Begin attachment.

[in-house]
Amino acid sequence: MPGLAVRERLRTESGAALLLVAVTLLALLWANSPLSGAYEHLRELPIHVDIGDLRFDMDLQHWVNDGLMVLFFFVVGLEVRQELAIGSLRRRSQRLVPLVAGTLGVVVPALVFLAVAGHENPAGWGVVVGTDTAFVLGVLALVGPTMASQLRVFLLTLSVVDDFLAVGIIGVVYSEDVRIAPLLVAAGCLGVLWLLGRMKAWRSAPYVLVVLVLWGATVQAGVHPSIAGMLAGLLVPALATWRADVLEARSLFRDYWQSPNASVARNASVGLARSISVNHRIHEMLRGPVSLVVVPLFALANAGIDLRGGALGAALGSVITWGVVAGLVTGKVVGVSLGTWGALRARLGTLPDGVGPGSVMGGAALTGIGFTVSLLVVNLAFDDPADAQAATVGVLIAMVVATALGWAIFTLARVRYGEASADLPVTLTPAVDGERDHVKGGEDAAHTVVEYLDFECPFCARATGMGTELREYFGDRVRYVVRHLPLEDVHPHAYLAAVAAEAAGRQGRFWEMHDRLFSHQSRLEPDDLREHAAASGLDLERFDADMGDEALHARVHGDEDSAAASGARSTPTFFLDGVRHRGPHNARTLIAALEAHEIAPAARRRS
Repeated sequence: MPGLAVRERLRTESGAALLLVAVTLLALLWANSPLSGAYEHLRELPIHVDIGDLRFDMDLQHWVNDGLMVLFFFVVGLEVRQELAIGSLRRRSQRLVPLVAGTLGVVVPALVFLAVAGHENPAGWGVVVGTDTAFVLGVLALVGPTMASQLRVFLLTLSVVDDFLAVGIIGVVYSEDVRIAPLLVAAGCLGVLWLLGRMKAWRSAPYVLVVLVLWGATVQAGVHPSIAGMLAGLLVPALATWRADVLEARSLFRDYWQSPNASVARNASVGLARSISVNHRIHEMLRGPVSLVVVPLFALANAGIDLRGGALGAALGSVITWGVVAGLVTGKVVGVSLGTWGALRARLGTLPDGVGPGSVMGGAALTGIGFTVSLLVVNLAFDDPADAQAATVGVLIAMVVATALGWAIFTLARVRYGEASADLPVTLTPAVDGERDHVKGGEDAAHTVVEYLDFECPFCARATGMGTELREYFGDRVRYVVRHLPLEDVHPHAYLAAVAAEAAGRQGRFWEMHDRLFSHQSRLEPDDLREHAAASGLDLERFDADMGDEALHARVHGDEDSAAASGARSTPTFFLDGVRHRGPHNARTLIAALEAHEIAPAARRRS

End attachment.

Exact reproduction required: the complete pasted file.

[in-house]
Amino acid sequence: MPGLAVRERLRTESGAALLLVAVTLLALLWANSPLSGAYEHLRELPIHVDIGDLRFDMDLQHWVNDGLMVLFFFVVGLEVRQELAIGSLRRRSQRLVPLVAGTLGVVVPALVFLAVAGHENPAGWGVVVGTDTAFVLGVLALVGPTMASQLRVFLLTLSVVDDFLAVGIIGVVYSEDVRIAPLLVAAGCLGVLWLLGRMKAWRSAPYVLVVLVLWGATVQAGVHPSIAGMLAGLLVPALATWRADVLEARSLFRDYWQSPNASVARNASVGLARSISVNHRIHEMLRGPVSLVVVPLFALANAGIDLRGGALGAALGSVITWGVVAGLVTGKVVGVSLGTWGALRARLGTLPDGVGPGSVMGGAALTGIGFTVSLLVVNLAFDDPADAQAATVGVLIAMVVATALGWAIFTLARVRYGEASADLPVTLTPAVDGERDHVKGGEDAAHTVVEYLDFECPFCARATGMGTELREYFGDRVRYVVRHLPLEDVHPHAYLAAVAAEAAGRQGRFWEMHDRLFSHQSRLEPDDLREHAAASGLDLERFDADMGDEALHARVHGDEDSAAASGARSTPTFFLDGVRHRGPHNARTLIAALEAHEIAPAARRRS
Repeated sequence: MPGLAVRERLRTESGAALLLVAVTLLALLWANSPLSGAYEHLRELPIHVDIGDLRFDMDLQHWVNDGLMVLFFFVVGLEVRQELAIGSLRRRSQRLVPLVAGTLGVVVPALVFLAVAGHENPAGWGVVVGTDTAFVLGVLALVGPTMASQLRVFLLTLSVVDDFLAVGIIGVVYSEDVRIAPLLVAAGCLGVLWLLGRMKAWRSAPYVLVVLVLWGATVQAGVHPSIAGMLAGLLVPALATWRADVLEARSLFRDYWQSPNASVARNASVGLARSISVNHRIHEMLRGPVSLVVVPLFALANAGIDLRGGALGAALGSVITWGVVAGLVTGKVVGVSLGTWGALRARLGTLPDGVGPGSVMGGAALTGIGFTVSLLVVNLAFDDPADAQAATVGVLIAMVVATALGWAIFTLARVRYGEASADLPVTLTPAVDGERDHVKGGEDAAHTVVEYLDFECPFCARATGMGTELREYFGDRVRYVVRHLPLEDVHPHAYLAAVAAEAAGRQGRFWEMHDRLFSHQSRLEPDDLREHAAASGLDLERFDADMGDEALHARVHGDEDSAAASGARSTPTFFLDGVRHRGPHNARTLIAALEAHEIAPAARRRS